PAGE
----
Eknath Easwaran Eknath Easwaran selects key verses from his acclaimed translation of the Buddha's Dhammapada, and explains in these informal talks to his close students how the Buddha's timeless words can guide us in our lives today.
Dhammapada means the path of truth, harmony, and righteousness. Easwaran's practical commentary makes this much-loved wisdom text accessible and inspiring for Buddhists and non-Buddhists alike.
Easwaran believed that we need nothing more than the Dhammapada to follow the way of the Buddha, to find the end of suffering and discover lasting joy. The Buddha, one of the world's most appealing spiritual teachers, spells out our choices with a frankness and realism that speaks to many thoughtful people today. Follow selfish desires, for instance, and you'll never be happy; learn to work for others, and happiness will seek you out. Fret over praise and blame, and you'll never be secure; practice meditation, and you'll find the source of security within yourself. These are simple choices, but not easy ones, so Easwaran illustrates them with everyday anecdotes, analogies, and flashes of wry humor. He also gives clear explanations of key spiritual disciplines such as meditation and the repetition of the mantram (or mantra).
In the Buddha's words: "As an irrigator guides water to a field, as an archer aims an arrow, as a carpenter shapes wood, the wise shape their lives."
Eknath Easwaran (1910-1999) is respected around the world as the originator of passage meditation and as an authentic guide to universal wisdom. More than 1.4 million copies of Easwaran's books are in print around the world, including his best-selling translations of the Dhammapada, Bhagavad Gita, and the Upanishads. Easwaran lived what he taught, giving him enduring appeal as an author and teacher of deep insight and warmth.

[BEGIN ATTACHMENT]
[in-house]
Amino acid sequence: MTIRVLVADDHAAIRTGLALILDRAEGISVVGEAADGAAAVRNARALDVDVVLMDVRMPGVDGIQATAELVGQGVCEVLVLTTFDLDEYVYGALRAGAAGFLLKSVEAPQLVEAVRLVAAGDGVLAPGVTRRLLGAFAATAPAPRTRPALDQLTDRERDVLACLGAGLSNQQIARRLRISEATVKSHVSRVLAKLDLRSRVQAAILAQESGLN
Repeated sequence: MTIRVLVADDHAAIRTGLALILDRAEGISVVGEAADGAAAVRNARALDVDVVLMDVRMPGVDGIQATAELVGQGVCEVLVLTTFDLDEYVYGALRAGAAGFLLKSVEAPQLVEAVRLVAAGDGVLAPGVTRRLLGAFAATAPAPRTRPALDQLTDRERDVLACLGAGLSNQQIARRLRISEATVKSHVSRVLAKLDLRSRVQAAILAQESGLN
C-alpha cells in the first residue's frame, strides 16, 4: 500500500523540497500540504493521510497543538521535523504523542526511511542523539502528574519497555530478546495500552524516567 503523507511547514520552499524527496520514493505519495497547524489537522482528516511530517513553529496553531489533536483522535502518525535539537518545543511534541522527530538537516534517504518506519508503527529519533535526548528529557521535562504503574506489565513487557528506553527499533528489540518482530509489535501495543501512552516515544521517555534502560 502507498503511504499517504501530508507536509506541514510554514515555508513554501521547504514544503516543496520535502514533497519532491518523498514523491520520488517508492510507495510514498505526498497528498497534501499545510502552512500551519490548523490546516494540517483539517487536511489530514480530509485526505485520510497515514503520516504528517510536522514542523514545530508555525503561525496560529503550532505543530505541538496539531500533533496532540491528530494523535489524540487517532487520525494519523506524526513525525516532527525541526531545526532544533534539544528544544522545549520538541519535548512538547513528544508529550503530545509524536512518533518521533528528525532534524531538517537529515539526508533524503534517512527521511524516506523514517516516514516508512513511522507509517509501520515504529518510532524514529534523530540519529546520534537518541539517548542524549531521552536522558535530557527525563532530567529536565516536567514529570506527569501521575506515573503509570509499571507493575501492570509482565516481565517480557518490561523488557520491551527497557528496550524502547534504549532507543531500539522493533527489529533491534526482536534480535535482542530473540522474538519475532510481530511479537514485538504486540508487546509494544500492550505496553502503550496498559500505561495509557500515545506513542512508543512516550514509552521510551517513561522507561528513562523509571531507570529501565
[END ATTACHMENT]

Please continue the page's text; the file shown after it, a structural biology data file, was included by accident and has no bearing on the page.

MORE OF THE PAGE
Eknath Easwaran Find balance, peace, and even wisdom by learning to steady the mind.
Stress and anxiety affect many of us as we struggle with work pressures, money worries, strained relationships, and the nagging sense that life may be running out of our control. But in the midst of chaos, we can find balance, peace, and wisdom, Easwaran says, if we learn to steady our minds. It’s a simple idea, but one that runs deep - a truly calm mind can weather any storm.
Eknath Easwaran, a respected teacher of meditation, offers a wealth of insights, real-life stories, and practical suggestions. He explains how to use a mantram (or mantra) to quiet the mind and how to slow down and stay in the present. With persistence, we can shed anxieties and resentments, strengthen our relationships, and stay kind and strong when faced with conflicts, supporting those around us.
We learn to calm the mind through practice - there’s no magic about it. We can’t control what life throws at us, but we can learn to access the courage, patience, and compassion that we need to ride the waves of life minute-by-minute, day-by-day.
The audiobook is abridged: It contains the first three chapters and the final three chapters, excluding the chapter introductions, real-life stories, worksheets, and points to practice.
Eknath Easwaran In this series of informal talks to close students, Eknath Easwaran comments on short extracts from the Imitation of Christ by Thomas à Kempis, a classic fifteenth-century Christian text. Recognizing that these gems of spiritual counselling are expressed in difficult, medieval language, Easwaran takes care to place them in a contemporary context. He shows how this great text contains much sound, sensitive psychology that can guide us in making wise choices today.